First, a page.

Patrilineal Divisions


There is much to commend in Rabbi Richard Jacobs’ letter celebrating the Reform movement’s policy of “reaching out to non-Jewish spouses who increasingly were within our families and congregations” (Letters, June 1). 

Rabbi Jacobs rightly attributes this policy to Rabbi Alexander Schindler, who was the professional head of the Union of American Hebrew Congregations during a period of significant change within Reform movement.

But with all due respect to Rabbi Schindler, who was a leader, there was a touch of disingenuousness involved in his inviting potential converts into the ranks. It was, after all, Rabbi Schindler who visited patrilineal descent upon the Reform movement, creating deep divisions within his own movement and indeed upon the Jewish polity, rifts that endure to the present day.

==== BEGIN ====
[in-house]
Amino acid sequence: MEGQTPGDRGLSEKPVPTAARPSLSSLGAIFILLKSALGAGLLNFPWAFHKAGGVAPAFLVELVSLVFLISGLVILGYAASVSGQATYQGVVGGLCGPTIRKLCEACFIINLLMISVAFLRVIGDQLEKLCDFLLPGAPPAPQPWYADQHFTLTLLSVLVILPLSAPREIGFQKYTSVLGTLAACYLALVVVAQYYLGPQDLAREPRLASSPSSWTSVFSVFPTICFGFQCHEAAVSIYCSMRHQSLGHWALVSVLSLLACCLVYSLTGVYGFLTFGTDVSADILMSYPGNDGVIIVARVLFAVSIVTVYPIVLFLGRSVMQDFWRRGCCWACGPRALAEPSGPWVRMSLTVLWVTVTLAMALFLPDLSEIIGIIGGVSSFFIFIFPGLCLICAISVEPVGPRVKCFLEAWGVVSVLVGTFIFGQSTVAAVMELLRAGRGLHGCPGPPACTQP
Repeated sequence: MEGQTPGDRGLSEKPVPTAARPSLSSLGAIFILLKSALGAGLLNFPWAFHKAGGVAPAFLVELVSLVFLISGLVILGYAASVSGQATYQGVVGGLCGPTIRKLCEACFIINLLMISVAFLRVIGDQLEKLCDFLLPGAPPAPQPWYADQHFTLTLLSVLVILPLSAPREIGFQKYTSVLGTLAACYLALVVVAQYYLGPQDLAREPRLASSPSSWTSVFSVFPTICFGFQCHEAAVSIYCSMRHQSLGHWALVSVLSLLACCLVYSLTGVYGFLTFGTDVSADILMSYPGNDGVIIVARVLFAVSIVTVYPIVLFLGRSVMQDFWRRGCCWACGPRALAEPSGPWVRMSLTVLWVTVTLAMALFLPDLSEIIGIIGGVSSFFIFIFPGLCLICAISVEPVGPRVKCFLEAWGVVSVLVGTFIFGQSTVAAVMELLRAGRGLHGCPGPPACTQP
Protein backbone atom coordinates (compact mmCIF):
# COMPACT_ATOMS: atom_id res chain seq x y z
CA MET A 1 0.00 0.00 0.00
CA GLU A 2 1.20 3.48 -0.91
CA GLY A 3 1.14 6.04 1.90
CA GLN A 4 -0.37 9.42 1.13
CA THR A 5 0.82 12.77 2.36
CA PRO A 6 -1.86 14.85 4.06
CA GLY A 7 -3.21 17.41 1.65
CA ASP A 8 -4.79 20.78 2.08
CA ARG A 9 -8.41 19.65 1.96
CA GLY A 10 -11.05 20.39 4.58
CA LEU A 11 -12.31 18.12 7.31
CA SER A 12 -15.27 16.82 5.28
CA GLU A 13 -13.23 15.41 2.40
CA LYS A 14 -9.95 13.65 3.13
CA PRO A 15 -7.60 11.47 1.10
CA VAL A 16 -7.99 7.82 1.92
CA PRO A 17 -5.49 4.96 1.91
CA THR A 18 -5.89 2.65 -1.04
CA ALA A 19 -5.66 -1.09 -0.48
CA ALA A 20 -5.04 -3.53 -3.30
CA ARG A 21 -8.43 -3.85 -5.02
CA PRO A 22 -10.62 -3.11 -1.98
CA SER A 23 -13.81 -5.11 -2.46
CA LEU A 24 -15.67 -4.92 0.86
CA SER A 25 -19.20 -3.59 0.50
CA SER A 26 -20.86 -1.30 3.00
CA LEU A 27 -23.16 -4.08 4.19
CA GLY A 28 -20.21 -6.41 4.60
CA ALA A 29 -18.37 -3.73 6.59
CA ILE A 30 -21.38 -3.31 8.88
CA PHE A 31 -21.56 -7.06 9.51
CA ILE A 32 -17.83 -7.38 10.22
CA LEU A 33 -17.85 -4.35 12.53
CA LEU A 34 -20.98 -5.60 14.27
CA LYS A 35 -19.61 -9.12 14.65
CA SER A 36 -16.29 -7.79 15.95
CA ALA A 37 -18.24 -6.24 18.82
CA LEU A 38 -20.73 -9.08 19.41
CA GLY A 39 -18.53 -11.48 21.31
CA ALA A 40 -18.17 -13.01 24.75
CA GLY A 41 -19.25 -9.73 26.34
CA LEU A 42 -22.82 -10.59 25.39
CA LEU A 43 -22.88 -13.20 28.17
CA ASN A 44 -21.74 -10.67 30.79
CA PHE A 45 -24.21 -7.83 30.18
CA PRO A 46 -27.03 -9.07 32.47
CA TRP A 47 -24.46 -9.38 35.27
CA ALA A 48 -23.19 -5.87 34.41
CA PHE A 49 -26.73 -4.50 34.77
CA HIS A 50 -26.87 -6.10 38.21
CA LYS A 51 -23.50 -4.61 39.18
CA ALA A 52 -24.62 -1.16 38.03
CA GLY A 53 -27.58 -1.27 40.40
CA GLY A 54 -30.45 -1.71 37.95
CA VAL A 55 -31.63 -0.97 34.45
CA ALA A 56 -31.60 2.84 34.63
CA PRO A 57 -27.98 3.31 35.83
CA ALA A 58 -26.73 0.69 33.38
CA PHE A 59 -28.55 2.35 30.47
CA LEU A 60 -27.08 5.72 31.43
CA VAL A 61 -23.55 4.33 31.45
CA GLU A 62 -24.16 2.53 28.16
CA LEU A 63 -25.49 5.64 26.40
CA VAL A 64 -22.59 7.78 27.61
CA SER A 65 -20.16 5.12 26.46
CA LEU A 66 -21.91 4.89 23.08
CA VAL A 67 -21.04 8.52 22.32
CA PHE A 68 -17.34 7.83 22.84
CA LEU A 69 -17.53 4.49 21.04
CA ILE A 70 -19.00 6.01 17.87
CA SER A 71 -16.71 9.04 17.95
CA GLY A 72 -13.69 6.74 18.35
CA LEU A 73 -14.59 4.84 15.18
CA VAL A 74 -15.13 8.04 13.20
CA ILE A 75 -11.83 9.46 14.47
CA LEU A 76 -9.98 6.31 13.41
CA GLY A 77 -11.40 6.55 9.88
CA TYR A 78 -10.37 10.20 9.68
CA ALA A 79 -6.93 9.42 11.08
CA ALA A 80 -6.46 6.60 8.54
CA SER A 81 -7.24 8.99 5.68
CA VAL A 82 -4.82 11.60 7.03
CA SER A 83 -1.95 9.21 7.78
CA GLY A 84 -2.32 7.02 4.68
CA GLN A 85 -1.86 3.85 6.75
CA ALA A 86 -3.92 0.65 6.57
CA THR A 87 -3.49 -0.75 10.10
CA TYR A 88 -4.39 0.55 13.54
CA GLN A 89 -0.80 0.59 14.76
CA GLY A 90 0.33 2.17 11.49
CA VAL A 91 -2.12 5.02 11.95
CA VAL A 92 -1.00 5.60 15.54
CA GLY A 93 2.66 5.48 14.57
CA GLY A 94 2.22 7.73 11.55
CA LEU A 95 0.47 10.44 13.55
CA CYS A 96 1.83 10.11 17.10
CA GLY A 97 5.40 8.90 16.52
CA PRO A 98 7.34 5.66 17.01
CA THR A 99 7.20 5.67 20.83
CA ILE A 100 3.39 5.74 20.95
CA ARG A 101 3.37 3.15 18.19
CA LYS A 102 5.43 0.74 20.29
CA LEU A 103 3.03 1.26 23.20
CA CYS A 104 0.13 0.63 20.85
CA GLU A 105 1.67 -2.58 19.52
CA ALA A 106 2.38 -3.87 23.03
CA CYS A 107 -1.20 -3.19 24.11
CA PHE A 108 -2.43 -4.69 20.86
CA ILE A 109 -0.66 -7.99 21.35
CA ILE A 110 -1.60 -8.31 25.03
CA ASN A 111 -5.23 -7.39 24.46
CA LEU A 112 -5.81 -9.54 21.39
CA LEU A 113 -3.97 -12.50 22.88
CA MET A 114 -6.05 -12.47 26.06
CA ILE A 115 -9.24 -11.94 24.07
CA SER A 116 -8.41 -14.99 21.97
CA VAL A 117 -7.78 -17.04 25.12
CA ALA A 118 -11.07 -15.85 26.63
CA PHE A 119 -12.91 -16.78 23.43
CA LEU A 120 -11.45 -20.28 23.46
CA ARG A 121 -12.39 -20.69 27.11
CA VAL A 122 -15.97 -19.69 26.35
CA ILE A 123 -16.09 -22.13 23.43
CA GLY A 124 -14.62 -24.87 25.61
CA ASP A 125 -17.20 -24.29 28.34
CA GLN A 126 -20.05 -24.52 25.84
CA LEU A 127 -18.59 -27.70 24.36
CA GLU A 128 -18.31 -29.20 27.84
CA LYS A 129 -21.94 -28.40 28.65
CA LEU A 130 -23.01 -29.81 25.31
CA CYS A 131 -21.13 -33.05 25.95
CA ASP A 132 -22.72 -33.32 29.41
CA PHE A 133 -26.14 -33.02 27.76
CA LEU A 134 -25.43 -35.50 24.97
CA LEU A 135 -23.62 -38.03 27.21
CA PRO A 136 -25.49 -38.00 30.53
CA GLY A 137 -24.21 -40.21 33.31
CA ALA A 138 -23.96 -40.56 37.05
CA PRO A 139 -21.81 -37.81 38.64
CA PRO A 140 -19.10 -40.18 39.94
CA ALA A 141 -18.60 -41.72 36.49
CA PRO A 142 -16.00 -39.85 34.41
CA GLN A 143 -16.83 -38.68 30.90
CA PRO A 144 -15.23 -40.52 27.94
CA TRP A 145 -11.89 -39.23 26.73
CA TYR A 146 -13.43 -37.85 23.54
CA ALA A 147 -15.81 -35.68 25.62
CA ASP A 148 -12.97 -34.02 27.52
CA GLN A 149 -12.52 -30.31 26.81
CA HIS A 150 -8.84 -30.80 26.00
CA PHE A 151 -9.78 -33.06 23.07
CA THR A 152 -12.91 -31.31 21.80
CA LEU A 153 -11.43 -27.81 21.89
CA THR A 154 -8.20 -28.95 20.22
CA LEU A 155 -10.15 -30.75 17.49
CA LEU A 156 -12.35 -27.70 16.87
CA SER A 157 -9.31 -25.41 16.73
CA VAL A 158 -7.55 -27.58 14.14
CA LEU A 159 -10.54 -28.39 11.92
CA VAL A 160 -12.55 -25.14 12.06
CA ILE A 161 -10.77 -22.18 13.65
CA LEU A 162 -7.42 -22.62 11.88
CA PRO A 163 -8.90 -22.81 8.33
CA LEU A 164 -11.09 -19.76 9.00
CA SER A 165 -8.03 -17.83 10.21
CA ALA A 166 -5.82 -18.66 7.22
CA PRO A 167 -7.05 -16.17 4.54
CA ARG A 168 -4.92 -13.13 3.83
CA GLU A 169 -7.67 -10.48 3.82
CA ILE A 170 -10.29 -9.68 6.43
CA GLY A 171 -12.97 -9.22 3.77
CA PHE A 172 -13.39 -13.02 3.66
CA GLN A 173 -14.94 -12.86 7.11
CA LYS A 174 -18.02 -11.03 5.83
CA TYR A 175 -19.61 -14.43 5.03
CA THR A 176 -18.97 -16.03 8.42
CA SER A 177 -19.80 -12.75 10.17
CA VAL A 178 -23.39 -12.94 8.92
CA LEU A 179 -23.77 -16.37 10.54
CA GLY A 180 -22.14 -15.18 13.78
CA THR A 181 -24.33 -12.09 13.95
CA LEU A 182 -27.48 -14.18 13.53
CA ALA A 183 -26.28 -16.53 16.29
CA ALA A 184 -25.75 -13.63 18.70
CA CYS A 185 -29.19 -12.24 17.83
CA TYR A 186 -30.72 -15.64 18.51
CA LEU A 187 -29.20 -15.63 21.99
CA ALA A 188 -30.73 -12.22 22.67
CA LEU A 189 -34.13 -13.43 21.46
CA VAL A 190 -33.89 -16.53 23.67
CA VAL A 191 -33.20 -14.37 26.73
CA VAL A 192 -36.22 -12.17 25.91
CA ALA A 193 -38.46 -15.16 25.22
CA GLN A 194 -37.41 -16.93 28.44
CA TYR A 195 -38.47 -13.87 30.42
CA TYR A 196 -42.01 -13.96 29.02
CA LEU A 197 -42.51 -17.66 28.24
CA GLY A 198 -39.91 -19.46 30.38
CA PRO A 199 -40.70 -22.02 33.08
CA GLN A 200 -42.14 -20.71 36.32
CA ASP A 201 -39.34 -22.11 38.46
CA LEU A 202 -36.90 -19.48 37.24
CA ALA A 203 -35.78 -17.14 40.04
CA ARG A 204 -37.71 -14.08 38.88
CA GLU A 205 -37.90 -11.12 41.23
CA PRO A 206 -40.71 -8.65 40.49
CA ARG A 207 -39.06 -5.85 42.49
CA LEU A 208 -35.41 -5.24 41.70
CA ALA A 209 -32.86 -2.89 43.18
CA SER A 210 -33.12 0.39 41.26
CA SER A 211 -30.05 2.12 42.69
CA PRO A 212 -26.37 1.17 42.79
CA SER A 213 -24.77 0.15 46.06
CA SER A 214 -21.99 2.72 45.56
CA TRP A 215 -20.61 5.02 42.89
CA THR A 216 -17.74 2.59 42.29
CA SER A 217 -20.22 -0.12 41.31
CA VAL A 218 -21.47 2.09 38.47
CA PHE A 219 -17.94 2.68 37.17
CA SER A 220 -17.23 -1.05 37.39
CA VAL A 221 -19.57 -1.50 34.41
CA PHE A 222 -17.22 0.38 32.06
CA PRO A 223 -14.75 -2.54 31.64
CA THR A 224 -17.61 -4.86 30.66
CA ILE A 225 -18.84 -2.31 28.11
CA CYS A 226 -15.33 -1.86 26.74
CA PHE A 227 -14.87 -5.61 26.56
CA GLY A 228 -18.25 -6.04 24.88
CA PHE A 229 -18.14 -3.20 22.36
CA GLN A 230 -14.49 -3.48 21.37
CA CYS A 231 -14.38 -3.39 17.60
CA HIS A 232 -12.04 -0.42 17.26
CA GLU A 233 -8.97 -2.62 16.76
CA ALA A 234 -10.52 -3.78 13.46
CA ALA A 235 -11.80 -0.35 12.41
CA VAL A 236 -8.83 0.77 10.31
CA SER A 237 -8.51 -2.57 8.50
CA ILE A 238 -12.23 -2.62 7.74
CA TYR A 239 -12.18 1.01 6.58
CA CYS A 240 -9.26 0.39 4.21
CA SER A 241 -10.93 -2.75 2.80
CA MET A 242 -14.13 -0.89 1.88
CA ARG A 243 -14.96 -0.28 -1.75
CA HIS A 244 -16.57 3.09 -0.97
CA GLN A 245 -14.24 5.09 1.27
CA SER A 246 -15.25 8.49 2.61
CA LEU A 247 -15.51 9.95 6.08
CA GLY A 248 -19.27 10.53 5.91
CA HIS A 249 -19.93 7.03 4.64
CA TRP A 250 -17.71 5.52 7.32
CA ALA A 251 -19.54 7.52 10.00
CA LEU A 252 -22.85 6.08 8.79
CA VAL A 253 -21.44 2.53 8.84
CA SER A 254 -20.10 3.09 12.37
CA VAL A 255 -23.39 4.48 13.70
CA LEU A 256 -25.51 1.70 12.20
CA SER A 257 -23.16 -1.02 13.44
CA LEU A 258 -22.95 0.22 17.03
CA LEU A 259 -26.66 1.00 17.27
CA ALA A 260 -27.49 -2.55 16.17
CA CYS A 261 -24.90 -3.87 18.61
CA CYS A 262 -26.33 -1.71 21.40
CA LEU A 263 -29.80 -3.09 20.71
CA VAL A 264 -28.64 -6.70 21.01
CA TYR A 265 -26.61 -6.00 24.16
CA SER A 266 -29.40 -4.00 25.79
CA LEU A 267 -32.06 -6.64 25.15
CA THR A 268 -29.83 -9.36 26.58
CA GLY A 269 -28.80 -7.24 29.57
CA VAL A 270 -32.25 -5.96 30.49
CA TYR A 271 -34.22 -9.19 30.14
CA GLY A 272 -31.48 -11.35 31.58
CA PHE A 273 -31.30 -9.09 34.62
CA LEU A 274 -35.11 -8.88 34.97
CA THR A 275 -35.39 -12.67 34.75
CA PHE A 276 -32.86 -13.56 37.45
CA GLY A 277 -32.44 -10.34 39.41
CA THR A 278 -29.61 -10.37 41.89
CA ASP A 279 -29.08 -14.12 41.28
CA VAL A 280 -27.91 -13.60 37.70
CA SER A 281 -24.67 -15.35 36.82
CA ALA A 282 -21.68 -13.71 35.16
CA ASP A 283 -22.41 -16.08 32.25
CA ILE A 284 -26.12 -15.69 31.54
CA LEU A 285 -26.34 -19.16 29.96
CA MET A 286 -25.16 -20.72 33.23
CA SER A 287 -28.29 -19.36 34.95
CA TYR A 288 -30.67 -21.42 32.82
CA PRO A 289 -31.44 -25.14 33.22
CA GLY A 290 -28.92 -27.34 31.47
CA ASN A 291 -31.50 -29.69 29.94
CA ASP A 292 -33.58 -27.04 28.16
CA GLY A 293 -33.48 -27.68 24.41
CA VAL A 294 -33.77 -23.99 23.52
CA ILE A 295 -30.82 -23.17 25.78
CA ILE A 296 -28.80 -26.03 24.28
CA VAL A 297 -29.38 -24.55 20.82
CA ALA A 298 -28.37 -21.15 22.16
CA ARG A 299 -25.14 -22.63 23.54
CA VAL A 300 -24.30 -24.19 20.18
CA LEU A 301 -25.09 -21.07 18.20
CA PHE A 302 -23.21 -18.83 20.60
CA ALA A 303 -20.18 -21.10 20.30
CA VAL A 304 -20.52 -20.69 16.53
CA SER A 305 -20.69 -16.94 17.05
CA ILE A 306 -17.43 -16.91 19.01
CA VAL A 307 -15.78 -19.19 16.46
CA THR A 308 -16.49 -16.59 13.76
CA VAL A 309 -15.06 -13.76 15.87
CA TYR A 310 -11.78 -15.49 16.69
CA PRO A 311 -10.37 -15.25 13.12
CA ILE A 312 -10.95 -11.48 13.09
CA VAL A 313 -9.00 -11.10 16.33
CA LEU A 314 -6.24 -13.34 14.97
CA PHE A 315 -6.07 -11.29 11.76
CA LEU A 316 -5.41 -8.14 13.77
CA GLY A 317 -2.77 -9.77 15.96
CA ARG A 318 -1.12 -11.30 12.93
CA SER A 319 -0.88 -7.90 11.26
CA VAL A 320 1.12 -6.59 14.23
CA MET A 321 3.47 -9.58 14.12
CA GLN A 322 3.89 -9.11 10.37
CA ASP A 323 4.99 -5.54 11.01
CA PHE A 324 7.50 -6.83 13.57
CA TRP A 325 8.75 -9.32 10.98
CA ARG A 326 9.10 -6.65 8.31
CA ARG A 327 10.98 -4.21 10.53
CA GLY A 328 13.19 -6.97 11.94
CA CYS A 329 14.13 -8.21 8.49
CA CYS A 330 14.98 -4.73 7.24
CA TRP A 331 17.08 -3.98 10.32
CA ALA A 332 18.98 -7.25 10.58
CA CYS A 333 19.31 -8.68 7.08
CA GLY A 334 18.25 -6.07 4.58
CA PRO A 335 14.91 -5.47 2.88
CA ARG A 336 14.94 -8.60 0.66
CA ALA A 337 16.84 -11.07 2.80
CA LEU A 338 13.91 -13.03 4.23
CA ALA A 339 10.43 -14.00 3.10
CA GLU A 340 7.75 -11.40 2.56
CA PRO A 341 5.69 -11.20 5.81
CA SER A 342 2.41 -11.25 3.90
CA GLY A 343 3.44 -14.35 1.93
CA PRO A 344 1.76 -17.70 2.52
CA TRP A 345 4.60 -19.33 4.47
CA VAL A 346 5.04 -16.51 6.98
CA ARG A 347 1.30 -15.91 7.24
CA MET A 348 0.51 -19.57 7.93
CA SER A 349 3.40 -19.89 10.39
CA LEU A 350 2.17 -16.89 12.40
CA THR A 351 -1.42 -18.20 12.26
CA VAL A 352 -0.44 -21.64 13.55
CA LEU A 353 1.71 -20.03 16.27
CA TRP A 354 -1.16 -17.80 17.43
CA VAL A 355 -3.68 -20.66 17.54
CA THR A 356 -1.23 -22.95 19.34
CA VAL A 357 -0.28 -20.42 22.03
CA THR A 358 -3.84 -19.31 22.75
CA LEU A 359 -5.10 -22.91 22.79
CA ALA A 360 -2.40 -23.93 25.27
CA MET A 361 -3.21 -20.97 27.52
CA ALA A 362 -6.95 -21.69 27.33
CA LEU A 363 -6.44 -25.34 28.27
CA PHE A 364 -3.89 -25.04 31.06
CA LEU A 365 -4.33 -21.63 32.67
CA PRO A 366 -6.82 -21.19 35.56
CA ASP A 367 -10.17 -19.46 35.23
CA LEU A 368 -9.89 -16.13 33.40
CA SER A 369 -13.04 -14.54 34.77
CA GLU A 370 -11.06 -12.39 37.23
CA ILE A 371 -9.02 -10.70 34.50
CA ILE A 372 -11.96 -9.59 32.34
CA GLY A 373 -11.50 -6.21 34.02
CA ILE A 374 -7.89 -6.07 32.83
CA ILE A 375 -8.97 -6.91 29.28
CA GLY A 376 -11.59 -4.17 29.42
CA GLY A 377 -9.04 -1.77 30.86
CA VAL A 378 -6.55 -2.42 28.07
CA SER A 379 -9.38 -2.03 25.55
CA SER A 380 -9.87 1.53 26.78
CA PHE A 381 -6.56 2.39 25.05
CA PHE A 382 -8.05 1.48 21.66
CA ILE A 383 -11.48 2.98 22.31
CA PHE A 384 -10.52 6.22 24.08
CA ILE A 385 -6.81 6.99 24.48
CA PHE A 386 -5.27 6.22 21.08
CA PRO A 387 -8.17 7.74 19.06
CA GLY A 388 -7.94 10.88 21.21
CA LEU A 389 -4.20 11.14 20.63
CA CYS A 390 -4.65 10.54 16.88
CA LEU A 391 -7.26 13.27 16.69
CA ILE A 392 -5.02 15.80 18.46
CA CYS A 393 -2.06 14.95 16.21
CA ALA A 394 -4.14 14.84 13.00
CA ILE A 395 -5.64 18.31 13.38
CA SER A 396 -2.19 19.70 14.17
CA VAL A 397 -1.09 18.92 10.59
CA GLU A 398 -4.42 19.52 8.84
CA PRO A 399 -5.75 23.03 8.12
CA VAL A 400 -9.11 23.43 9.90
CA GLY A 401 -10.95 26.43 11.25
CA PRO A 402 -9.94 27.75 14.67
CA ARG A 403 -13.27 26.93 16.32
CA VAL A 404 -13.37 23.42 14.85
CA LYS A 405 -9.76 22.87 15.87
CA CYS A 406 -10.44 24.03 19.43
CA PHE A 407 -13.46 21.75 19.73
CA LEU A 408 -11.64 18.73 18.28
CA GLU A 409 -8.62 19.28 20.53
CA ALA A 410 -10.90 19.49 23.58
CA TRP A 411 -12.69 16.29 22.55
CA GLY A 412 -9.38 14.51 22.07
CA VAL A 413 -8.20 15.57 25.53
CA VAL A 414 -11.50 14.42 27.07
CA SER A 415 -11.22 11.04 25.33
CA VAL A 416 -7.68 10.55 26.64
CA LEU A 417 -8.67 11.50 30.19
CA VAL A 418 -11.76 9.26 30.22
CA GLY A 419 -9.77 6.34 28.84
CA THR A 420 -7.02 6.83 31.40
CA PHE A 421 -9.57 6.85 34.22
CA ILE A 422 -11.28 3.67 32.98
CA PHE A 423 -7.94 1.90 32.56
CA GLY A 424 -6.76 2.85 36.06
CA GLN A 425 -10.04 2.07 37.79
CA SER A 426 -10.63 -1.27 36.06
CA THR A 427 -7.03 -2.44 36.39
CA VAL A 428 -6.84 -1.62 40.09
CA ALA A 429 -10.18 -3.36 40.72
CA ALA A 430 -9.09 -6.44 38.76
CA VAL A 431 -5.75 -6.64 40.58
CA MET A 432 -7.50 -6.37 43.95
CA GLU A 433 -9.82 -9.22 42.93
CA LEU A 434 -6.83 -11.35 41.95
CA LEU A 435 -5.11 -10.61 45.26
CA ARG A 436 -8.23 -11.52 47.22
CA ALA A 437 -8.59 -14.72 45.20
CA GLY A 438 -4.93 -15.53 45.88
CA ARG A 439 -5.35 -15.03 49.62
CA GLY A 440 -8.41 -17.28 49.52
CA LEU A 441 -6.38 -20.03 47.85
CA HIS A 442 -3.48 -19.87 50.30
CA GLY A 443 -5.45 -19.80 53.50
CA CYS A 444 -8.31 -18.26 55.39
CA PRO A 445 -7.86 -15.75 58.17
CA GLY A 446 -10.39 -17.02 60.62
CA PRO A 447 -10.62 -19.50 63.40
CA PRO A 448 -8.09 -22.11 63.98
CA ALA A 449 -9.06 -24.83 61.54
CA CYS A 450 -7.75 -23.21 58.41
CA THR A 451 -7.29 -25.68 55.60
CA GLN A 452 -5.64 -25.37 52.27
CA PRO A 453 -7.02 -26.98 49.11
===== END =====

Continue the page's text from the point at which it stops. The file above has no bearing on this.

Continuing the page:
is co-editor with Mark Silk of “The Future of Judaism in America” and the author or editor of four previous books and more than 100 articles, reviews, book-chapters and encyclopedia entries on Jewish public affairs, history, and arts and letters. Forthcoming is a book setting a historical and societal context for 100 years of Israeli theater.